Letterman’s departure was 15 years too late

Letterman’s departure was 15 years too late

In 1980, a comedy ice age was ending. The lumbering mastodons were dying out, the tundra was cracking open and perfect little daisies of coolness were popping up.

On NBC, there was this wild, anarchic morning show like nothing my friends and I had ever seen. Summers were notorious televised wastelands then. There was absolutely nothing for us kids all summer long except excruciating, unwatchable soap operas. Nobody had a VCR yet. There was nothing to watch. It was an emergency. We were all forced to exit our houses and go grumbling into the sunshine and swimming pools.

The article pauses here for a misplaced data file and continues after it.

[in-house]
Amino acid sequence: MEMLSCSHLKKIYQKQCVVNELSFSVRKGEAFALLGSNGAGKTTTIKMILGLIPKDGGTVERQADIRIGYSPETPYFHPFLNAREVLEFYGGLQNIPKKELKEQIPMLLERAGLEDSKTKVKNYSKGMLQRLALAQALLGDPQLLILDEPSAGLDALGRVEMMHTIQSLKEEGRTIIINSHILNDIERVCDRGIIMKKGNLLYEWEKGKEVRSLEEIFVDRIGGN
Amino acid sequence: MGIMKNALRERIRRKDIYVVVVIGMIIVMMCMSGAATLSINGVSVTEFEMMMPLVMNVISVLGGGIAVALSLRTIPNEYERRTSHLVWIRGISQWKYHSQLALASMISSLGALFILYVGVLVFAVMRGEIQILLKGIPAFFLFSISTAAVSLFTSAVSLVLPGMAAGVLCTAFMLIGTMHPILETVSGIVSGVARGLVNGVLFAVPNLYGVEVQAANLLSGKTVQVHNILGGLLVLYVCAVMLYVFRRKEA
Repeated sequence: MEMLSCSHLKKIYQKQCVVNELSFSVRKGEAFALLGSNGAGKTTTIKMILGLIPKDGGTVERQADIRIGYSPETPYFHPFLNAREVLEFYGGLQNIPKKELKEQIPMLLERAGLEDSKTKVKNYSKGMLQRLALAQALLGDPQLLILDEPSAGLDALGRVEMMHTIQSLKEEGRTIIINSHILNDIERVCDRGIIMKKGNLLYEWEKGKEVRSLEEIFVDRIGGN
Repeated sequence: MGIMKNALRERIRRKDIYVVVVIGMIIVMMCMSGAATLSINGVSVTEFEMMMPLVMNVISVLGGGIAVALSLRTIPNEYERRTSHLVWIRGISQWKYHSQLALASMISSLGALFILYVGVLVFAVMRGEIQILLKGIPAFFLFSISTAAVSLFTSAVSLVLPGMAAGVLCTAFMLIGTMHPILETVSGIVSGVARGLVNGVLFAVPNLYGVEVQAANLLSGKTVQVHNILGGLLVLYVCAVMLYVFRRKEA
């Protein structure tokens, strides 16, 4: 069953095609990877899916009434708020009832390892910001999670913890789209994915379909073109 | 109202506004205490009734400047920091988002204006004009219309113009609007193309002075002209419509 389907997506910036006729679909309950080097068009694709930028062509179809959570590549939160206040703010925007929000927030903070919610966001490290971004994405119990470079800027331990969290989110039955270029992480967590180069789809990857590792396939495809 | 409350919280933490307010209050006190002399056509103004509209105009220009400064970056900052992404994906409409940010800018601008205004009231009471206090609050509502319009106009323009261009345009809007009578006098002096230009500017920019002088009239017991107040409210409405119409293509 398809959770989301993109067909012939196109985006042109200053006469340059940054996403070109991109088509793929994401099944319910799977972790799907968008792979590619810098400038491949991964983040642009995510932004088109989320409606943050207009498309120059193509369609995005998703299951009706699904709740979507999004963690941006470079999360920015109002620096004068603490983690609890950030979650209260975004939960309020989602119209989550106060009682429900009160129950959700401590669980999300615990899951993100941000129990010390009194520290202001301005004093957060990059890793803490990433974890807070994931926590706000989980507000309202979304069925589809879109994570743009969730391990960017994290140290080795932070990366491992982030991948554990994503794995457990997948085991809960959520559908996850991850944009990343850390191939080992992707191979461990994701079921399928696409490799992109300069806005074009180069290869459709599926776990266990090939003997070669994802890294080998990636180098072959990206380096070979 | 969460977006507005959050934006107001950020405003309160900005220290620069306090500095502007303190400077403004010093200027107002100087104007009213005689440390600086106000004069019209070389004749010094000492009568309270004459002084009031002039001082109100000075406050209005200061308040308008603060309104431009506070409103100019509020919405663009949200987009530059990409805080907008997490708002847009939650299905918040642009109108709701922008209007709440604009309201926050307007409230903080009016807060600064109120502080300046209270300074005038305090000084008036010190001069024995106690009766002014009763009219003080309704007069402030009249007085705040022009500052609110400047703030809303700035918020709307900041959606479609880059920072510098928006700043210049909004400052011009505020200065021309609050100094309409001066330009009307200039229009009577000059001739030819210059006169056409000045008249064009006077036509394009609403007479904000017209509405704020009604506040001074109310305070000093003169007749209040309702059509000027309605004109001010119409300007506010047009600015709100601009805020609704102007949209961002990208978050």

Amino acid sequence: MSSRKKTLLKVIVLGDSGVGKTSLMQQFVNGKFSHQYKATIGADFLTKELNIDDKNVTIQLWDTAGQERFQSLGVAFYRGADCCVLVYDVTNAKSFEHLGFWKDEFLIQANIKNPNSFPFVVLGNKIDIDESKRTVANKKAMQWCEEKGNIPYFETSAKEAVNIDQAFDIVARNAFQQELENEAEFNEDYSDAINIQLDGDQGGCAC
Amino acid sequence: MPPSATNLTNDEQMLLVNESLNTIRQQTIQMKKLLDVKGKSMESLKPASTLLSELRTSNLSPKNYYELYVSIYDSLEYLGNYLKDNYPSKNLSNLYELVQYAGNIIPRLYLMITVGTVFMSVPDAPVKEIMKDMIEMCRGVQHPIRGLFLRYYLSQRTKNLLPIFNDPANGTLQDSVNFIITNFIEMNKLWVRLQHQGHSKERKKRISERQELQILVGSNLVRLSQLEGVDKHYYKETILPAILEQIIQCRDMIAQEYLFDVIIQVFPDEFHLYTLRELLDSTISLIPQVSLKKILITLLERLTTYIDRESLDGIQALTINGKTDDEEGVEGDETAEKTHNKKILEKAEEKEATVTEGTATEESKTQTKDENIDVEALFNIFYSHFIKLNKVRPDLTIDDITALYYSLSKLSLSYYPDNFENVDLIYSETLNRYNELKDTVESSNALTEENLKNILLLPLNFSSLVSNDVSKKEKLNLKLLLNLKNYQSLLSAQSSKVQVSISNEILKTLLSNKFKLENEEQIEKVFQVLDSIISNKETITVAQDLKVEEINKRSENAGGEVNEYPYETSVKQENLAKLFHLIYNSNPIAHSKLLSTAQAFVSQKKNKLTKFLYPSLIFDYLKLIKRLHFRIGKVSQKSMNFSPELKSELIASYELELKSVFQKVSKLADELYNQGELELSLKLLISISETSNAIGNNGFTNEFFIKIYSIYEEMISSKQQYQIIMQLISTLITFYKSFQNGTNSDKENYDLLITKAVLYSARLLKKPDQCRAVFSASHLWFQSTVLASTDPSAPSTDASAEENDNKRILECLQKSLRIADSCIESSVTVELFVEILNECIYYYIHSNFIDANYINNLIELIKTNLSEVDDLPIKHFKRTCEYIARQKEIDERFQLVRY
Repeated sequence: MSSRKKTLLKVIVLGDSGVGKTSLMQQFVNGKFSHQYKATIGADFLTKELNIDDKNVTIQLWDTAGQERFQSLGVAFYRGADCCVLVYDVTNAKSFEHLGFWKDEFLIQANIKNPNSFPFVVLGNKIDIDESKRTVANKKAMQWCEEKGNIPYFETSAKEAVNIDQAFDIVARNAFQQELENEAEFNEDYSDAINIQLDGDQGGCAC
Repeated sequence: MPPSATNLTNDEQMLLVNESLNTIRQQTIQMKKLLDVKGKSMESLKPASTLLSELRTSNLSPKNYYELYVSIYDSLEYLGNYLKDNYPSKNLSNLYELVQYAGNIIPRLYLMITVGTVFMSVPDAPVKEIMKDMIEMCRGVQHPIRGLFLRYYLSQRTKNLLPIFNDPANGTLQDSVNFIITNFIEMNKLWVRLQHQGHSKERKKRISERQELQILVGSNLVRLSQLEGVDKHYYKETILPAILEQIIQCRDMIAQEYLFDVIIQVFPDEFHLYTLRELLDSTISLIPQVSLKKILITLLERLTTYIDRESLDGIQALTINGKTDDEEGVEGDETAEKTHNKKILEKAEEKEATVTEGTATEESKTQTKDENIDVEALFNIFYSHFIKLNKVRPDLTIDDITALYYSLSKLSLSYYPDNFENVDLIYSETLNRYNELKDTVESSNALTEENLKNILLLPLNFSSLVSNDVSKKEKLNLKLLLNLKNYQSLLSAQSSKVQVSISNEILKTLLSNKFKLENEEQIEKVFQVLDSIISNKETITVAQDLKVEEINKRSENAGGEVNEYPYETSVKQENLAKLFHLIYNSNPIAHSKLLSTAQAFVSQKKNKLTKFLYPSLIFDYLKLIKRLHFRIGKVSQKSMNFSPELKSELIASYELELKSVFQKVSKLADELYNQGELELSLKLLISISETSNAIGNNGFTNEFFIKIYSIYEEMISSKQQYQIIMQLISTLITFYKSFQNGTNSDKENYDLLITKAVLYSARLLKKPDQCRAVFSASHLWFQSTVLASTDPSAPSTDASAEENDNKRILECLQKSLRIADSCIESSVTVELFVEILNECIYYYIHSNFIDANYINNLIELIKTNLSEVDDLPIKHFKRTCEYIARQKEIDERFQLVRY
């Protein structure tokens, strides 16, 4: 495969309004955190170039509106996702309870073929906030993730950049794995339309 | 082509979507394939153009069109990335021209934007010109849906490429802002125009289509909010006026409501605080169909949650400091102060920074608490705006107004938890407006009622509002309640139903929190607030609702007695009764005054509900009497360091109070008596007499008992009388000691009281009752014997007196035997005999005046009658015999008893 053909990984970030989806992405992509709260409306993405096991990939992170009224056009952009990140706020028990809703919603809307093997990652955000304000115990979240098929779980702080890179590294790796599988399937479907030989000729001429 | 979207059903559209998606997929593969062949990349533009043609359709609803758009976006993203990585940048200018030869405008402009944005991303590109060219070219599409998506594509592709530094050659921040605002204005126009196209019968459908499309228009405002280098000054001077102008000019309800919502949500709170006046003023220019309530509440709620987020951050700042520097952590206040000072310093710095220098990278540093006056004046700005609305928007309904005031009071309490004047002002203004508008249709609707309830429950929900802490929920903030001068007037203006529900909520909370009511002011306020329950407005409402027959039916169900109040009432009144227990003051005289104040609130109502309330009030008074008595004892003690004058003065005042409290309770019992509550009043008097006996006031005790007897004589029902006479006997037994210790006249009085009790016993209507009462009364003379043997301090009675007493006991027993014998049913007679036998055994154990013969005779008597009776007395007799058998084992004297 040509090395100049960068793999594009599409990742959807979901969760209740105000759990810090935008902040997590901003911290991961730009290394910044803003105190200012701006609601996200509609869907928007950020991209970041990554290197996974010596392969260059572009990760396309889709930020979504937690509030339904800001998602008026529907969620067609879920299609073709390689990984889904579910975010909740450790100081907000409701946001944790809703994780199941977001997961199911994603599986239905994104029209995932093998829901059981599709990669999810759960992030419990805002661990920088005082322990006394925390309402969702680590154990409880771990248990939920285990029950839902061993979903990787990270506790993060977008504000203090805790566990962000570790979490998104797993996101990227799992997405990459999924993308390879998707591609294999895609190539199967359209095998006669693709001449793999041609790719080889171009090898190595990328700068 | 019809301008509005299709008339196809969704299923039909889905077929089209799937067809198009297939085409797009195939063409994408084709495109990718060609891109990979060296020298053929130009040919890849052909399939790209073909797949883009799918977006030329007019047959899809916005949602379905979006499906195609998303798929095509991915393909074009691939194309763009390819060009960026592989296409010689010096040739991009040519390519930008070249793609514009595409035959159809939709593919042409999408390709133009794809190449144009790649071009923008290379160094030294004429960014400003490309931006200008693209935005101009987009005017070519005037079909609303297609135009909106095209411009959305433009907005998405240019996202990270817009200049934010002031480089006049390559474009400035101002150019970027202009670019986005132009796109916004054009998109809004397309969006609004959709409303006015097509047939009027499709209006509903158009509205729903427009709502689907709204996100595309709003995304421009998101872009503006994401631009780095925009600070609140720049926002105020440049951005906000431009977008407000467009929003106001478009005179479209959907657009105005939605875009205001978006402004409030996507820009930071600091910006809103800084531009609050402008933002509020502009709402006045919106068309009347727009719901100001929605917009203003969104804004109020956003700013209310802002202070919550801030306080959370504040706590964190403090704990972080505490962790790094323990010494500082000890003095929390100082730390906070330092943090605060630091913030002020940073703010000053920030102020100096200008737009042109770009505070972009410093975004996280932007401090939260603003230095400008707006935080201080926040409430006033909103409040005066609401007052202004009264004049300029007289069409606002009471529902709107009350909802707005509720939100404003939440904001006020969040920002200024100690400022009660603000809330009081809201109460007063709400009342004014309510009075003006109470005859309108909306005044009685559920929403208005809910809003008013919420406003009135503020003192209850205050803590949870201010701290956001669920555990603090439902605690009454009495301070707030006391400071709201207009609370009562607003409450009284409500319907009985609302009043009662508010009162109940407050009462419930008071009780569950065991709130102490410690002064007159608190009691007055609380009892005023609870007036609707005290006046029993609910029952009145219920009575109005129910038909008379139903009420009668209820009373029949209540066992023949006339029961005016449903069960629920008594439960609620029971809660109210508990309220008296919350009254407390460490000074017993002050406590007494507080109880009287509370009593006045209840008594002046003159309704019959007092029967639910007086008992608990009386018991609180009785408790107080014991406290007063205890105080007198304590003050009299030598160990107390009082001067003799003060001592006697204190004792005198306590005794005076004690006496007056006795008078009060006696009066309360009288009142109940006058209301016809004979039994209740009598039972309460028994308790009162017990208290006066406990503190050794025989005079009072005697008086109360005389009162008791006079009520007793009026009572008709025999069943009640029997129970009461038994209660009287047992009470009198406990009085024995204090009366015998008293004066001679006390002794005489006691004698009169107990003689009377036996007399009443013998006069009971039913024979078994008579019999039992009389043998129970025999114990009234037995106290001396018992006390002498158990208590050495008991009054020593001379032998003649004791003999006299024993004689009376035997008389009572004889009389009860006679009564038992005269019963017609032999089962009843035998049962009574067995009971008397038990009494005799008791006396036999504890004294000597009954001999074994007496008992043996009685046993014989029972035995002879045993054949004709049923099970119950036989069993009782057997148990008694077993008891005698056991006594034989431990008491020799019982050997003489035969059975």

“The David Letterman Show” changed all that. It was completely bizarre. It wasn’t like all those boring, sincere, simpering self-improvement programs aimed at our moms (like “Today”). This was comedy anarchy. The show seemed to be mocking the idea of doing a show in the first place. Like “Caddyshack,” which came out a few weeks later, it tore into boring, irony-challenged authority figures.

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